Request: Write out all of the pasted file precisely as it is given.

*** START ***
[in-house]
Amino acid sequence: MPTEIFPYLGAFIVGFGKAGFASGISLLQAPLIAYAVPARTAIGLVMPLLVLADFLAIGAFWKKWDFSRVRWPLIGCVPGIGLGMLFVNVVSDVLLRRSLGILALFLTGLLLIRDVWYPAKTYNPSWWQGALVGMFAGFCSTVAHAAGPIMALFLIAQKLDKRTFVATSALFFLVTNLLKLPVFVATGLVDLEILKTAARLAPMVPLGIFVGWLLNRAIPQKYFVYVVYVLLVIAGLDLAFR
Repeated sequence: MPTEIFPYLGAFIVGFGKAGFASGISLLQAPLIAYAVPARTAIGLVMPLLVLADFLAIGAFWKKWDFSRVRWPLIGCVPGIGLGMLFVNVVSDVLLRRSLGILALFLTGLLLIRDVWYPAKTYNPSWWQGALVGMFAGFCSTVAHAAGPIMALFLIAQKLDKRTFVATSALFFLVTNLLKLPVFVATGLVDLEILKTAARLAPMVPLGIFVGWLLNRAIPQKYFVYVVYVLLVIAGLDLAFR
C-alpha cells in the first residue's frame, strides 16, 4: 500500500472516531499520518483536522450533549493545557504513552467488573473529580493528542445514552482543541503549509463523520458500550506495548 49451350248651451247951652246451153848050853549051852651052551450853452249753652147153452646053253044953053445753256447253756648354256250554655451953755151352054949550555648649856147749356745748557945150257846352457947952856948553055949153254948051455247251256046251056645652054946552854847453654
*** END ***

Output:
[in-house]
Amino acid sequence: MPTEIFPYLGAFIVGFGKAGFASGISLLQAPLIAYAVPARTAIGLVMPLLVLADFLAIGAFWKKWDFSRVRWPLIGCVPGIGLGMLFVNVVSDVLLRRSLGILALFLTGLLLIRDVWYPAKTYNPSWWQGALVGMFAGFCSTVAHAAGPIMALFLIAQKLDKRTFVATSALFFLVTNLLKLPVFVATGLVDLEILKTAARLAPMVPLGIFVGWLLNRAIPQKYFVYVVYVLLVIAGLDLAFR
Repeated sequence: MPTEIFPYLGAFIVGFGKAGFASGISLLQAPLIAYAVPARTAIGLVMPLLVLADFLAIGAFWKKWDFSRVRWPLIGCVPGIGLGMLFVNVVSDVLLRRSLGILALFLTGLLLIRDVWYPAKTYNPSWWQGALVGMFAGFCSTVAHAAGPIMALFLIAQKLDKRTFVATSALFFLVTNLLKLPVFVATGLVDLEILKTAARLAPMVPLGIFVGWLLNRAIPQKYFVYVVYVLLVIAGLDLAFR
C-alpha cells in the first residue's frame, strides 16, 4: 500500500472516531499520518483536522450533549493545557504513552467488573473529580493528542445514552482543541503549509463523520458500550506495548 49451350248651451247951652246451153848050853549051852651052551450853452249753652147153452646053253044953053445753256447253756648354256250554655451953755151352054949550555648649856147749356745748557945150257846352457947952856948553055949153254948051455247251256046251056645652054946552854847453654